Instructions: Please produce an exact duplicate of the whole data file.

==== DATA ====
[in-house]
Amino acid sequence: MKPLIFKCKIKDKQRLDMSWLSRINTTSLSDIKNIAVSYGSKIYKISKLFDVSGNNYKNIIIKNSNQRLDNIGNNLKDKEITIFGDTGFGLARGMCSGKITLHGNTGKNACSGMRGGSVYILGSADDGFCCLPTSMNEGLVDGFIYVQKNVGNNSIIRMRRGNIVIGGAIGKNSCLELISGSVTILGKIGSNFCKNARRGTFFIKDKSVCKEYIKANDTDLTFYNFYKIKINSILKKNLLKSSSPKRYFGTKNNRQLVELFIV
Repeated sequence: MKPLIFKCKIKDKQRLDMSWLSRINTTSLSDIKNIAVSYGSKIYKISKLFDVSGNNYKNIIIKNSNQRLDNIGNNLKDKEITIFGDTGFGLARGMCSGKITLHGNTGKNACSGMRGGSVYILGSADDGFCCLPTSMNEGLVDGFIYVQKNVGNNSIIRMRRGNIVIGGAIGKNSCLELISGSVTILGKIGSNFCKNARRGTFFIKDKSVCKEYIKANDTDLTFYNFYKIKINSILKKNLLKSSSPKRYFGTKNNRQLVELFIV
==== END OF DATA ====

[in-house]
Amino acid sequence: MKPLIFKCKIKDKQRLDMSWLSRINTTSLSDIKNIAVSYGSKIYKISKLFDVSGNNYKNIIIKNSNQRLDNIGNNLKDKEITIFGDTGFGLARGMCSGKITLHGNTGKNACSGMRGGSVYILGSADDGFCCLPTSMNEGLVDGFIYVQKNVGNNSIIRMRRGNIVIGGAIGKNSCLELISGSVTILGKIGSNFCKNARRGTFFIKDKSVCKEYIKANDTDLTFYNFYKIKINSILKKNLLKSSSPKRYFGTKNNRQLVELFIV
Repeated sequence: MKPLIFKCKIKDKQRLDMSWLSRINTTSLSDIKNIAVSYGSKIYKISKLFDVSGNNYKNIIIKNSNQRLDNIGNNLKDKEITIFGDTGFGLARGMCSGKITLHGNTGKNACSGMRGGSVYILGSADDGFCCLPTSMNEGLVDGFIYVQKNVGNNSIIRMRRGNIVIGGAIGKNSCLELISGSVTILGKIGSNFCKNARRGTFFIKDKSVCKEYIKANDTDLTFYNFYKIKINSILKKNLLKSSSPKRYFGTKNNRQLVELFIV